“Along the spine running from east to west are the historical ultra-nationalist and ultra-anti-West cities of Falluja, Ramadi, Hit and Haditha, and then we’re into Syria, and a short hop to the key strategic ports of Banias and Tartus that also happen to be extremely important to the Russians,” said one of the sources. “So, what you’re looking at there is a clear sign that the Iran-Iraq-Syria oil and gas pipelines system is now going ahead, which it is,” he underlined. “It takes time to build, so in the interim the triangle [Mansuriya-Akkas-Siba] would offer a great route to move sanctioned Iranian oil – and anything else that Iran might want to move – either south to the markets of Asia or to the East coast of Africa or west to the Mediterranean and beyond,” he added.
For Russia, this arrangement has only upside potential, as it can control the movement of Iranian oil, except the areas in which China is at work, although it can lend its assistance to China when it is asked for, in line with the burgeoning on-the-ground co-operation between the two states across the Shia crescent of influence states. Controlling the management of Iranian oil in this way will allow Moscow to ensure that Iran’s oil flows do not compete with Russia’s own oil export routes and its plans for increasing its gas influence over Europe.
In the other geographical direction, establishing a strategic bridge from Iran through Iraq (via Mansuriya-Hit-Haditha-Akkas) and into Syria (and then out into the Mediterranean) will also allow for the further development of Russia’s military bases in Syria on the Mediterranean coast. Russia has already built-out the final stage of the infrastructure to exploit this opportunity, with a January 2017 deal with Syria that allowed Moscow to expand and use the naval facility at Tartus for 49 years on a free-of-charge basis and enjoy sovereign jurisdiction over the base.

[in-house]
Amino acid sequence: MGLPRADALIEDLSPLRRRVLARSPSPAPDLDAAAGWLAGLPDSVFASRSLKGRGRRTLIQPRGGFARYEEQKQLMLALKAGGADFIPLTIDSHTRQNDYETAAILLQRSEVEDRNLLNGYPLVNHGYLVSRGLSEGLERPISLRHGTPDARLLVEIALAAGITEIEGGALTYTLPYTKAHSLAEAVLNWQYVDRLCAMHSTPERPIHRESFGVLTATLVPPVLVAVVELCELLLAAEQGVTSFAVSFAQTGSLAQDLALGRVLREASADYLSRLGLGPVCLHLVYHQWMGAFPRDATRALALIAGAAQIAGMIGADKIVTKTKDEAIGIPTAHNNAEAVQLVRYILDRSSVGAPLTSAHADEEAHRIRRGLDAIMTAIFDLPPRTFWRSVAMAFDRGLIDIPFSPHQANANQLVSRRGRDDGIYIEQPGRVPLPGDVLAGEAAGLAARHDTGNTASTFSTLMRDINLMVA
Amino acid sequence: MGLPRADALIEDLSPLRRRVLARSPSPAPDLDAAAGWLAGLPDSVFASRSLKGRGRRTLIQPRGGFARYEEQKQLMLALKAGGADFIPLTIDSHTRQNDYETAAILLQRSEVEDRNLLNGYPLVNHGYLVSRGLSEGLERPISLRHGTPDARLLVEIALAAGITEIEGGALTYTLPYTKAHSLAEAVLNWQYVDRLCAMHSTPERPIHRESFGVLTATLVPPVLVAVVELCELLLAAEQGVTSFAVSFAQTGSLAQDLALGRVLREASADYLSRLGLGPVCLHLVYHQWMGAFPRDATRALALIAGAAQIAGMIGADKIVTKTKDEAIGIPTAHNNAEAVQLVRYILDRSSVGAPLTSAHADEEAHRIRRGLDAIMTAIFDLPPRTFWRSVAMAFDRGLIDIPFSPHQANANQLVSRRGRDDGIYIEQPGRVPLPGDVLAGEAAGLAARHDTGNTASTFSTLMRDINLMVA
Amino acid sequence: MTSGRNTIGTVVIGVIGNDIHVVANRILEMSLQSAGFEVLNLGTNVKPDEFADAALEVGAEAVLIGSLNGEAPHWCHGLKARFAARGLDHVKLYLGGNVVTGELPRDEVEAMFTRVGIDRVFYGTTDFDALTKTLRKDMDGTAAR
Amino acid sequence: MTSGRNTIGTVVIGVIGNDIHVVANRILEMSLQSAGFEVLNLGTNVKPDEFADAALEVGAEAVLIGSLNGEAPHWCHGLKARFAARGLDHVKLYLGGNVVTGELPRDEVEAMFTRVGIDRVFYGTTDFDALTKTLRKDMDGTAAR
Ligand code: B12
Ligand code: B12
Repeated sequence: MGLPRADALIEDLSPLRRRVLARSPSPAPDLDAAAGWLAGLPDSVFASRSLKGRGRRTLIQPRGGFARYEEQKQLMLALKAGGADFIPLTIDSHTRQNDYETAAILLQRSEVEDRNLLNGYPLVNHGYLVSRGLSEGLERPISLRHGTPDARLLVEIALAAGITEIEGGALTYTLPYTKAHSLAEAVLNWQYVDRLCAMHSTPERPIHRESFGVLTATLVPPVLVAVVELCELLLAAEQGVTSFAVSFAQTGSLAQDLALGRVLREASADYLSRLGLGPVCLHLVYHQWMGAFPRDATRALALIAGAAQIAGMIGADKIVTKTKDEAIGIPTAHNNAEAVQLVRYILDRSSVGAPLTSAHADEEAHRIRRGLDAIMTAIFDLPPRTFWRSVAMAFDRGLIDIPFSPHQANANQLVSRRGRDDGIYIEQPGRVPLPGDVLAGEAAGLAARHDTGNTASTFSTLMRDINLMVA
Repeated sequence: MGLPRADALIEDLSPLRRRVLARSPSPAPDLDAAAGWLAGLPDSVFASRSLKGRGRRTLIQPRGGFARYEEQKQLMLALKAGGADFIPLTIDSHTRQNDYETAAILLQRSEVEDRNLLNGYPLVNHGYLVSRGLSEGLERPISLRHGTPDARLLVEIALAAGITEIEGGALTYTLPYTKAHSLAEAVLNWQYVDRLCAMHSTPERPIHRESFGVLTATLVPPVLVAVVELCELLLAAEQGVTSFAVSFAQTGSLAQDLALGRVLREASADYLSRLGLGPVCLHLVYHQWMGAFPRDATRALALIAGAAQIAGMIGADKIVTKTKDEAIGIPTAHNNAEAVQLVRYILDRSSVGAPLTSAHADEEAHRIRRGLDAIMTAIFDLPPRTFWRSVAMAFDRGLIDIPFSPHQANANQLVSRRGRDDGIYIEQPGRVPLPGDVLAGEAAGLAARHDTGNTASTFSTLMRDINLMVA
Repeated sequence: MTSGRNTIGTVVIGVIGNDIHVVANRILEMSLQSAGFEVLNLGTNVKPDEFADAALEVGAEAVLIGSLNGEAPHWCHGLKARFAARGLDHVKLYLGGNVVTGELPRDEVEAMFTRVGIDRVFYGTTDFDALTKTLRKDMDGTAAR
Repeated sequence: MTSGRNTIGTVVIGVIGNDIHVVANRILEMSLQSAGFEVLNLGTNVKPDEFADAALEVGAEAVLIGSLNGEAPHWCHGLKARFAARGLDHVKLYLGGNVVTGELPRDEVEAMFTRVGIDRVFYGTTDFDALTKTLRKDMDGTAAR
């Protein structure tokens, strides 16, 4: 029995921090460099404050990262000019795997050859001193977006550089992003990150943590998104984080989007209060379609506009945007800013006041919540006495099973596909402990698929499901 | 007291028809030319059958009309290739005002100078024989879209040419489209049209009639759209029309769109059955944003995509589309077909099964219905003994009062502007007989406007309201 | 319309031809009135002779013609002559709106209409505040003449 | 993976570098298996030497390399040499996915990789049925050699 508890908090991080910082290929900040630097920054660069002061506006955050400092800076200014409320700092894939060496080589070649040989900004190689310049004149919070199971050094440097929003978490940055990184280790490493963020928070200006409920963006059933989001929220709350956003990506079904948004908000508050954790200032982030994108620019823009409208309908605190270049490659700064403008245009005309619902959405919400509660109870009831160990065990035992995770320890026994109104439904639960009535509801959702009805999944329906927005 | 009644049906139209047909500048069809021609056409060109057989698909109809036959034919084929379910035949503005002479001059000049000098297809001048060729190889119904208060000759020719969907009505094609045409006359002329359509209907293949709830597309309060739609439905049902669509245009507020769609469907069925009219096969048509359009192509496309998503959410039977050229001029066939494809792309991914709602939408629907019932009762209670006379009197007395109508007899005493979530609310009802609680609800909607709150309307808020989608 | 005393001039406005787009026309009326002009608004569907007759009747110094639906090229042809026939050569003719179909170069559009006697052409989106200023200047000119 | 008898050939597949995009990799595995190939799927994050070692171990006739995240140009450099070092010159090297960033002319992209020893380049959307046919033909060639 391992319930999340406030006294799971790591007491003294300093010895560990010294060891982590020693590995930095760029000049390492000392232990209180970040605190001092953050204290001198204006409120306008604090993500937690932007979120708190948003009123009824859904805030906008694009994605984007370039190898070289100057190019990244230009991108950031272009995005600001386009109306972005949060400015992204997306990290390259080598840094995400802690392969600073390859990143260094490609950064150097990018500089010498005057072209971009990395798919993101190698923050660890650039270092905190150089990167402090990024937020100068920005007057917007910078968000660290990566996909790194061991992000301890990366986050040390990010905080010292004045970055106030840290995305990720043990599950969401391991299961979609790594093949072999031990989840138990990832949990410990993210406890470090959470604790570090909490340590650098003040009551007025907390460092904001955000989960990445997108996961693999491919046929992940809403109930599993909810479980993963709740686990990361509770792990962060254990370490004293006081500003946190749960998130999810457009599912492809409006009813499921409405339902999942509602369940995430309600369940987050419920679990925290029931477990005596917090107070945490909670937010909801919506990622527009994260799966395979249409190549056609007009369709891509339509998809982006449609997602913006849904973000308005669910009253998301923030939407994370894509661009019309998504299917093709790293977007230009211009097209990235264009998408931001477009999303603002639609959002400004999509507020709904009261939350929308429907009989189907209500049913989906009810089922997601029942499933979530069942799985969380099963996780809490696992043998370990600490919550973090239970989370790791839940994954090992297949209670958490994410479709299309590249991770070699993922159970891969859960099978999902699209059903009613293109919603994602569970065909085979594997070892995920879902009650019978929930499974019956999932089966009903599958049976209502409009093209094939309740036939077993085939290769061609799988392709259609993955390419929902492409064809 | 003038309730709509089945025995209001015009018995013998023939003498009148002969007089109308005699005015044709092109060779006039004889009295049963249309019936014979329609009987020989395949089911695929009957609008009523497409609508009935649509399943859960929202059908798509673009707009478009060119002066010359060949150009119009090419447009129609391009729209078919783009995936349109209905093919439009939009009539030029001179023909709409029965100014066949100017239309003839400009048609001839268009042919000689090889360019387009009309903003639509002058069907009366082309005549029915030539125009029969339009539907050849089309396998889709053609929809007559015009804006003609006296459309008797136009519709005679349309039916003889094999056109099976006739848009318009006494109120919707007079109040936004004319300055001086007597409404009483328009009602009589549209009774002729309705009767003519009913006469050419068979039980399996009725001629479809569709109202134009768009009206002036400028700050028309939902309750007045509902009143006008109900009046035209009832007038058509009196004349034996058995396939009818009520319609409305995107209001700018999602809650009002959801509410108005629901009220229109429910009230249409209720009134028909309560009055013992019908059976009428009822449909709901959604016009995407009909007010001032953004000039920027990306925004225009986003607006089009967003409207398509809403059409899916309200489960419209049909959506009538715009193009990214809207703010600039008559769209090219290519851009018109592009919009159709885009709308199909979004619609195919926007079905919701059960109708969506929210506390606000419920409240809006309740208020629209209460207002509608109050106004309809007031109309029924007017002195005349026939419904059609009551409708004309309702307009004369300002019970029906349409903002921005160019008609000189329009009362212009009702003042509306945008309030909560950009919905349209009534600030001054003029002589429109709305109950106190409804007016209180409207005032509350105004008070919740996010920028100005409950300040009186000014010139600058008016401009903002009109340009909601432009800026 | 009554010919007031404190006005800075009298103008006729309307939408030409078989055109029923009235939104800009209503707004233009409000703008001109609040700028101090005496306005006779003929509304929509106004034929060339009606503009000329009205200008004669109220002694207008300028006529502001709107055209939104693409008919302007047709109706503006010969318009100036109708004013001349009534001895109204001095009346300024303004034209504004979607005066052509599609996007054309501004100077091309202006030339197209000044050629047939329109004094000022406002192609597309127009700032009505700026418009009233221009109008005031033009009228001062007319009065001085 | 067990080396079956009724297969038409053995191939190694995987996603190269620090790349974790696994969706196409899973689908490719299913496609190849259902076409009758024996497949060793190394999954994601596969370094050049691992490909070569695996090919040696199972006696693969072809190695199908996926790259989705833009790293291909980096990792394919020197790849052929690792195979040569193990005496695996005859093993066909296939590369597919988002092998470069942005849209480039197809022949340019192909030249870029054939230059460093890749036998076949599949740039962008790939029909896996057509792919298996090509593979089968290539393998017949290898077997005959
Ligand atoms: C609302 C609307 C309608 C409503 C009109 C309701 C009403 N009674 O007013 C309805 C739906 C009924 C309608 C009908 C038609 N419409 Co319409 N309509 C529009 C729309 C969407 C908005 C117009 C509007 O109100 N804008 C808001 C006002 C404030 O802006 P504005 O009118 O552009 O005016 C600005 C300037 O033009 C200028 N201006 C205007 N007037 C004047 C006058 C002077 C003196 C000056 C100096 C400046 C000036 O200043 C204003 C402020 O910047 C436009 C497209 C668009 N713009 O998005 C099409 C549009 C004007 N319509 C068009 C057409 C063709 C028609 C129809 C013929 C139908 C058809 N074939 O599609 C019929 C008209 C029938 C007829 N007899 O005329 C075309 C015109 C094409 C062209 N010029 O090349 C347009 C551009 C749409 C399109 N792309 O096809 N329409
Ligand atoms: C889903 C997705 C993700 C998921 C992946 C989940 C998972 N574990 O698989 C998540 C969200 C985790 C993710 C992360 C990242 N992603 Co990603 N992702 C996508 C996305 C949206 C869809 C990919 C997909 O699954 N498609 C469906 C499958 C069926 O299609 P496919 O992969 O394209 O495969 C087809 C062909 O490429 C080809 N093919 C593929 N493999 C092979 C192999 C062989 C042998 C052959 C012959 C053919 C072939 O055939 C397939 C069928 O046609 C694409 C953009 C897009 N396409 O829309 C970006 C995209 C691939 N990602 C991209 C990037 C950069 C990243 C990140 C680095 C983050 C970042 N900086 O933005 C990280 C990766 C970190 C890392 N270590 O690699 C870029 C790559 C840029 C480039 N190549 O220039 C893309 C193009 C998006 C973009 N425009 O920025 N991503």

Exactly the same structure of deal had been struck in 2015 between Russia and Syria for Khmeimim airport, which, under the terms of the agreement, became a dual-use civilian-military airport-airbase (just a short flight away is Russia’s Latakia intelligence-gathering listening station), with no date having been put into place for the ending of this dual arrangement.